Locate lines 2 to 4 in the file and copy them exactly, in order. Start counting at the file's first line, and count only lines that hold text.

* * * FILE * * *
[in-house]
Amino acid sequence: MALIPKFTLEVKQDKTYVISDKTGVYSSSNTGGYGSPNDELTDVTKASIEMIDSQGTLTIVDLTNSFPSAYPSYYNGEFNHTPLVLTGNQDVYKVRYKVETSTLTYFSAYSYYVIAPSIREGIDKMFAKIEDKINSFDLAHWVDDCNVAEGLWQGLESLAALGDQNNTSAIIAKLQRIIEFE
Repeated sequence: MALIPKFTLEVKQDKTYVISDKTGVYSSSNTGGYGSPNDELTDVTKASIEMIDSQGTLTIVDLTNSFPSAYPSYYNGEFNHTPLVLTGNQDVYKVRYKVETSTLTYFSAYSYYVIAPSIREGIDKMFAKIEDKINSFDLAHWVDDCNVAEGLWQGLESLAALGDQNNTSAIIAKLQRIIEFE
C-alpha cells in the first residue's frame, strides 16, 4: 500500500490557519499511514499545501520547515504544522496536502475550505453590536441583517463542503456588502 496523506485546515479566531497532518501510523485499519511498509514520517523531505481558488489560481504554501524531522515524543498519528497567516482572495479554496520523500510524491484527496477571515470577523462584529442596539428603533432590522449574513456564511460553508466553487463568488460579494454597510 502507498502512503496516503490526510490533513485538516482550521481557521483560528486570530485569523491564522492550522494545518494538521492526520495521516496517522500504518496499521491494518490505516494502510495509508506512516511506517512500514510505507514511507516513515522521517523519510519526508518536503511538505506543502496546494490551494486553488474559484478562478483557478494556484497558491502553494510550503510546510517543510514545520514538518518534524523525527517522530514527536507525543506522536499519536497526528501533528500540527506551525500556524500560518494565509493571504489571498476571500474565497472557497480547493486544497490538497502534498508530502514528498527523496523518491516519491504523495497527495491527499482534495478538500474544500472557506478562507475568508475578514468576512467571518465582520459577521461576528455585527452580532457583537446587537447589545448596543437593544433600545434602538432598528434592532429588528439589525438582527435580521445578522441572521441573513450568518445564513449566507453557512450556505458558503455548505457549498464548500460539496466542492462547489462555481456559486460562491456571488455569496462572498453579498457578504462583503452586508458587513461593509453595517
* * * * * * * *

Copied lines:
Amino acid sequence: MALIPKFTLEVKQDKTYVISDKTGVYSSSNTGGYGSPNDELTDVTKASIEMIDSQGTLTIVDLTNSFPSAYPSYYNGEFNHTPLVLTGNQDVYKVRYKVETSTLTYFSAYSYYVIAPSIREGIDKMFAKIEDKINSFDLAHWVDDCNVAEGLWQGLESLAALGDQNNTSAIIAKLQRIIEFE
Repeated sequence: MALIPKFTLEVKQDKTYVISDKTGVYSSSNTGGYGSPNDELTDVTKASIEMIDSQGTLTIVDLTNSFPSAYPSYYNGEFNHTPLVLTGNQDVYKVRYKVETSTLTYFSAYSYYVIAPSIREGIDKMFAKIEDKINSFDLAHWVDDCNVAEGLWQGLESLAALGDQNNTSAIIAKLQRIIEFE
C-alpha cells in the first residue's frame, strides 16, 4: 500500500490557519499511514499545501520547515504544522496536502475550505453590536441583517463542503456588502 496523506485546515479566531497532518501510523485499519511498509514520517523531505481558488489560481504554501524531522515524543498519528497567516482572495479554496520523500510524491484527496477571515470577523462584529442596539428603533432590522449574513456564511460553508466553487463568488460579494454597510 502507498502512503496516503490526510490533513485538516482550521481557521483560528486570530485569523491564522492550522494545518494538521492526520495521516496517522500504518496499521491494518490505516494502510495509508506512516511506517512500514510505507514511507516513515522521517523519510519526508518536503511538505506543502496546494490551494486553488474559484478562478483557478494556484497558491502553494510550503510546510517543510514545520514538518518534524523525527517522530514527536507525543506522536499519536497526528501533528500540527506551525500556524500560518494565509493571504489571498476571500474565497472557497480547493486544497490538497502534498508530502514528498527523496523518491516519491504523495497527495491527499482534495478538500474544500472557506478562507475568508475578514468576512467571518465582520459577521461576528455585527452580532457583537446587537447589545448596543437593544433600545434602538432598528434592532429588528439589525438582527435580521445578522441572521441573513450568518445564513449566507453557512450556505458558503455548505457549498464548500460539496466542492462547489462555481456559486460562491456571488455569496462572498453579498457578504462583503452586508458587513461593509453595517